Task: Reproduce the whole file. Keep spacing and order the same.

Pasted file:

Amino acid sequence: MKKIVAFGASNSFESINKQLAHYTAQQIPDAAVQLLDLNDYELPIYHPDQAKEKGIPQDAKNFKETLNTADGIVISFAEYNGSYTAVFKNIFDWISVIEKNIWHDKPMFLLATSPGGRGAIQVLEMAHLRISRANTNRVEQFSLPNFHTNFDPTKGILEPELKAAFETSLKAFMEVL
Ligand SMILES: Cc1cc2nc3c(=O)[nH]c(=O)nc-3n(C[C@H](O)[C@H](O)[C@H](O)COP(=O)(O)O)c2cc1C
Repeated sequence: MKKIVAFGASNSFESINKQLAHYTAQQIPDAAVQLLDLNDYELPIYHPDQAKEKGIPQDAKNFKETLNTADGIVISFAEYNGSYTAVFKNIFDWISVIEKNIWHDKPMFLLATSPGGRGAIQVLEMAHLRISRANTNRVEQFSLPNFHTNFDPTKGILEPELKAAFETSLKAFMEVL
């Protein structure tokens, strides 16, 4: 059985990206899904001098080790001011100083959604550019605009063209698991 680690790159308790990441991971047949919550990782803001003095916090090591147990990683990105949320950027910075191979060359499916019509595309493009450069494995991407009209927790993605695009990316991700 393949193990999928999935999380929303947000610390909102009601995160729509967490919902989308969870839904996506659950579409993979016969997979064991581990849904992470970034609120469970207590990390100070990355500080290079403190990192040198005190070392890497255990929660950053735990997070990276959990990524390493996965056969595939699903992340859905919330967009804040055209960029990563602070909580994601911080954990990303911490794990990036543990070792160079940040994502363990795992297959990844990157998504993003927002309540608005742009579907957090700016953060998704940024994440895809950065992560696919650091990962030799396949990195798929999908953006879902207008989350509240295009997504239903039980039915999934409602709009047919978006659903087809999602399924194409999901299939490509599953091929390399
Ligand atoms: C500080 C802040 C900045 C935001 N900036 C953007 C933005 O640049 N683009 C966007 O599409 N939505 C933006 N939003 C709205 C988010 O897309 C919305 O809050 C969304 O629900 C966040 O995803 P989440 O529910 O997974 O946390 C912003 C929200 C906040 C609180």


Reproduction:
Amino acid sequence: MKKIVAFGASNSFESINKQLAHYTAQQIPDAAVQLLDLNDYELPIYHPDQAKEKGIPQDAKNFKETLNTADGIVISFAEYNGSYTAVFKNIFDWISVIEKNIWHDKPMFLLATSPGGRGAIQVLEMAHLRISRANTNRVEQFSLPNFHTNFDPTKGILEPELKAAFETSLKAFMEVL
Ligand SMILES: Cc1cc2nc3c(=O)[nH]c(=O)nc-3n(C[C@H](O)[C@H](O)[C@H](O)COP(=O)(O)O)c2cc1C
Repeated sequence: MKKIVAFGASNSFESINKQLAHYTAQQIPDAAVQLLDLNDYELPIYHPDQAKEKGIPQDAKNFKETLNTADGIVISFAEYNGSYTAVFKNIFDWISVIEKNIWHDKPMFLLATSPGGRGAIQVLEMAHLRISRANTNRVEQFSLPNFHTNFDPTKGILEPELKAAFETSLKAFMEVL
């Protein structure tokens, strides 16, 4: 059985990206899904001098080790001011100083959604550019605009063209698991 680690790159308790990441991971047949919550990782803001003095916090090591147990990683990105949320950027910075191979060359499916019509595309493009450069494995991407009209927790993605695009990316991700 393949193990999928999935999380929303947000610390909102009601995160729509967490919902989308969870839904996506659950579409993979016969997979064991581990849904992470970034609120469970207590990390100070990355500080290079403190990192040198005190070392890497255990929660950053735990997070990276959990990524390493996965056969595939699903992340859905919330967009804040055209960029990563602070909580994601911080954990990303911490794990990036543990070792160079940040994502363990795992297959990844990157998504993003927002309540608005742009579907957090700016953060998704940024994440895809950065992560696919650091990962030799396949990195798929999908953006879902207008989350509240295009997504239903039980039915999934409602709009047919978006659903087809999602399924194409999901299939490509599953091929390399
Ligand atoms: C500080 C802040 C900045 C935001 N900036 C953007 C933005 O640049 N683009 C966007 O599409 N939505 C933006 N939003 C709205 C988010 O897309 C919305 O809050 C969304 O629900 C966040 O995803 P989440 O529910 O997974 O946390 C912003 C929200 C906040 C609180």